Drive Away 2Day

1965 Pontiac GTO : Classic Cars

The Pontiac GTO is an American automobile built by Pontiac Division of General Motors from 1964 to 1974, and by GM subsidiary Holden in Australia from 2004 to 2006.

The first generation GTO was a muscle car classic of the 1960s and 1970s era. Although there were earlier muscle cars, the Pontiac GTO is considered by some to have started the trend with all four domestic automakers offering a variety of competing models.

From 1964 until midway through 1973 it was closely related to the mid-sized Pontiac Tempest/LeMans. The 1974 GTO was a one-year only optional package available on the compact-sized two-door Pontiac Ventura.

The GTO model was revived from 2004 to 2006 model years as a captive import for Pontiac, a left-hand drive version of the Holden Monaro, itself a coupé variant of the Holden Commodore.

The Tempest line, including the GTO, was restyled for the 1965 model year, adding 3.1 inches (79 mm) to the overall length while retaining the same wheelbase and interior dimensions. It had Pontiac's characteristic vertically stacked quad headlights. Overall weight increased about 100 lb (45 kg). The brake lining area increased nearly 15%. Heavy-duty shocks were standard, as was a stronger front antisway bar. The dashboard design was changed, and an optional rally gauge cluster ($86.08) added a more legible tachometer and oil pressure gauge. An additional option was a breakerless transistor ignition.

The 389 engines received revised cylinder heads with re-cored intake passages and high rise intake manifolds, improving breathing. Rated power increased to 335 hp (250 kW) at 5,000 rpm for the base 4—barrel engine; the Tri-Power engine was now rated 360 hp (270 kW) at 5,200 rpm. The 'S'-cammed Tri-Power engine had slightly less peak torque rating than the base engine 424 lb·ft (575 N·m) at 3,600 rpm versus 431 lb·ft (584 N·m) at 3,200 rpm. Transmission and axle ratio choices remained the same. The three-speed manual was standard, while two four-speed manual transmissions (wide or close ratio) or two-speed automatic were optional.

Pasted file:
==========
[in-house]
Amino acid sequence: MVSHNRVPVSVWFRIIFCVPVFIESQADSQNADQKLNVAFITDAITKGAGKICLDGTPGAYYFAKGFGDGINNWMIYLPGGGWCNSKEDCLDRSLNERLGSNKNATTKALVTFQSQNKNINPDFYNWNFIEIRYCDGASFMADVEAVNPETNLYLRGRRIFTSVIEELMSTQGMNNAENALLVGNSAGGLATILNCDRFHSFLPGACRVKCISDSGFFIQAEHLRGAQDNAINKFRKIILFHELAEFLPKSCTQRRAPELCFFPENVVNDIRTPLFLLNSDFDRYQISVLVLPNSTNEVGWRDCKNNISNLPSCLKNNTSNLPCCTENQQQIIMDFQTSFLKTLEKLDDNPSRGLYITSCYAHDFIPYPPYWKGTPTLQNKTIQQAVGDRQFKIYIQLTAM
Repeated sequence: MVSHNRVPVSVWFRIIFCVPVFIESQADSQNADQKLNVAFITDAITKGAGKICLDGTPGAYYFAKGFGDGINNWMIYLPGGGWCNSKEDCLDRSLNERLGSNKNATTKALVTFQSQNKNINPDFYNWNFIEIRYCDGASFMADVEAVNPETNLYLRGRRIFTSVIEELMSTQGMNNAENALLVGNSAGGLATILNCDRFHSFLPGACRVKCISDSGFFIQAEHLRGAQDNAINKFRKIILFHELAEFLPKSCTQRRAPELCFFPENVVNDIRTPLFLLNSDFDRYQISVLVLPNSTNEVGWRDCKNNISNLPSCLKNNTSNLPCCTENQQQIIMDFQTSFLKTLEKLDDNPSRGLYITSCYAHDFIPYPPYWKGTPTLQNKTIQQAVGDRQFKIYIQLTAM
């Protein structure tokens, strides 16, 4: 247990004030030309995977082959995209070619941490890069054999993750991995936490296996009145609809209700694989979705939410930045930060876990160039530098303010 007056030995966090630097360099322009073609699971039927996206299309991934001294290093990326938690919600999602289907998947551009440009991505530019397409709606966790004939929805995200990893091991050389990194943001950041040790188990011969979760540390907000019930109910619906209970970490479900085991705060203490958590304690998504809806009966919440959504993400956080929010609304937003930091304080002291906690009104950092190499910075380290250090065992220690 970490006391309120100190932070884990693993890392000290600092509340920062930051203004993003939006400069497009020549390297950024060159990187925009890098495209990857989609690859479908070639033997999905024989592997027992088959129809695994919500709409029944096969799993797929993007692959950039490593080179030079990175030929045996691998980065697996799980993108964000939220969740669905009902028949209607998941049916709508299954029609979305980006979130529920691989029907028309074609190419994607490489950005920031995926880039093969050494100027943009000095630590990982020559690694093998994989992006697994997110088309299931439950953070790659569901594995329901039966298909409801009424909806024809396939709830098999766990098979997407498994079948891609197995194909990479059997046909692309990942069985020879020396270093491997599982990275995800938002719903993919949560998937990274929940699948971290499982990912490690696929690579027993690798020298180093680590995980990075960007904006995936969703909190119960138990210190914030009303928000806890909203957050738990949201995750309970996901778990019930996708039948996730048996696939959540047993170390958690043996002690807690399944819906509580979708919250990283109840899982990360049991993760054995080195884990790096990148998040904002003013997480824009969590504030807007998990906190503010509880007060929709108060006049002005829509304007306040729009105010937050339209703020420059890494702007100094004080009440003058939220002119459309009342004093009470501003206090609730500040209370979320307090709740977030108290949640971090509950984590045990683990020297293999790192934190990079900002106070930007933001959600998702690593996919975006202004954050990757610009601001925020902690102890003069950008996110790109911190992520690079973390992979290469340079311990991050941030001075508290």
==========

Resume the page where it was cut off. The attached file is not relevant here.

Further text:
The restyled GTO had a new simulated hood scoop. A seldom seen dealer-installed option consisted of a metal underhood pan and gaskets to open the scoop, making it a cold air intake. The scoop was low enough that its effectiveness was questionable (it was unlikely to pick up anything but boundary layer air), but it allowed more of the engine's roar to escape. Another cosmetic change was the black "egg-crate" grille.

Car Life tested a 1965 GTO with Tri-Power and what they considered the most desirable options (close-ratio four-speed manual transmission, power steering, metallic brakes, rally wheels, 4.11 limited-slip differential, and Rally Gauge Cluster), with a total sticker price of US$3,643.79. With two testers and equipment aboard, they recorded 0–60 miles per hour (0–97 km/h) in 5.8 seconds, the standing quarter mile in 14.5 seconds with a trap speed of 100 miles per hour (160 km/h), and an observed top speed of 114 miles per hour (182.4 km/h) at the engine's 6,000 rpm redline. A four-barrel Motor Trend test car, a heavier convertible handicapped by the two-speed automatic transmission and the lack of a limited slip differential, ran 0-60 mph in 7 seconds and through the quarter mile in 16.1 seconds at 89 miles per hour (142.4 km/h).

Major criticisms of the GTO continued to center on its slow steering (ratio of 17.5:1, four turns lock-to-lock) and mediocre brakes. Car Life was satisfied with the metallic brakes on its GTO, but Motor Trend and Road Test found the four-wheel drum brakes with organic linings to be alarmingly inadequate in high-speed driving.

Sales of the GTO, abetted by a marketing and promotional campaign that included songs and various merchandise, more than doubled to 75,342. It spawned many imitators, both within other GM divisions and its competitors.

Contact Pontiac
Website | Facebook | YouTube | Twitter

Sources : 1965 Pontiac GTO Photo | 1965 Pontiac GTO Article

0 comments:

Post a Comment